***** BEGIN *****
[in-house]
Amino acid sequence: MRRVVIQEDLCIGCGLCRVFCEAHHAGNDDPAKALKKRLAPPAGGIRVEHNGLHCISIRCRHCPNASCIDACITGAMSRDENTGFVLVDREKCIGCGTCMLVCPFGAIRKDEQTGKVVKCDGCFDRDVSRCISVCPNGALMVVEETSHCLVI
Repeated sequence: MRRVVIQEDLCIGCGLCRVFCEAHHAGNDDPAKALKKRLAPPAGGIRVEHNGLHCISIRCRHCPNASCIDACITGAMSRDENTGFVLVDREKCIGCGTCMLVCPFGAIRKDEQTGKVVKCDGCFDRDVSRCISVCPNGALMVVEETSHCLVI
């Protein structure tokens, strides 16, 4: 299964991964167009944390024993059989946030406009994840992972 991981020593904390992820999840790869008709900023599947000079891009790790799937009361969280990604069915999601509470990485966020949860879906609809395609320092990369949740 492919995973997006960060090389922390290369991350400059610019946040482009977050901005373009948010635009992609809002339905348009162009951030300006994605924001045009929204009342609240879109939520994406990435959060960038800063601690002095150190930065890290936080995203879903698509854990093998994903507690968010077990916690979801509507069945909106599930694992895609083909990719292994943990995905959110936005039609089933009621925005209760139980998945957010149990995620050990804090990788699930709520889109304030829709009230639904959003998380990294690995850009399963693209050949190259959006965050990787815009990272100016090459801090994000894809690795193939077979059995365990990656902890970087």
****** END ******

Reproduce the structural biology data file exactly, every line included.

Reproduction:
[in-house]
Amino acid sequence: MRRVVIQEDLCIGCGLCRVFCEAHHAGNDDPAKALKKRLAPPAGGIRVEHNGLHCISIRCRHCPNASCIDACITGAMSRDENTGFVLVDREKCIGCGTCMLVCPFGAIRKDEQTGKVVKCDGCFDRDVSRCISVCPNGALMVVEETSHCLVI
Repeated sequence: MRRVVIQEDLCIGCGLCRVFCEAHHAGNDDPAKALKKRLAPPAGGIRVEHNGLHCISIRCRHCPNASCIDACITGAMSRDENTGFVLVDREKCIGCGTCMLVCPFGAIRKDEQTGKVVKCDGCFDRDVSRCISVCPNGALMVVEETSHCLVI
């Protein structure tokens, strides 16, 4: 299964991964167009944390024993059989946030406009994840992972 991981020593904390992820999840790869008709900023599947000079891009790790799937009361969280990604069915999601509470990485966020949860879906609809395609320092990369949740 492919995973997006960060090389922390290369991350400059610019946040482009977050901005373009948010635009992609809002339905348009162009951030300006994605924001045009929204009342609240879109939520994406990435959060960038800063601690002095150190930065890290936080995203879903698509854990093998994903507690968010077990916690979801509507069945909106599930694992895609083909990719292994943990995905959110936005039609089933009621925005209760139980998945957010149990995620050990804090990788699930709520889109304030829709009230639904959003998380990294690995850009399963693209050949190259959006965050990787815009990272100016090459801090994000894809690795193939077979059995365990990656902890970087």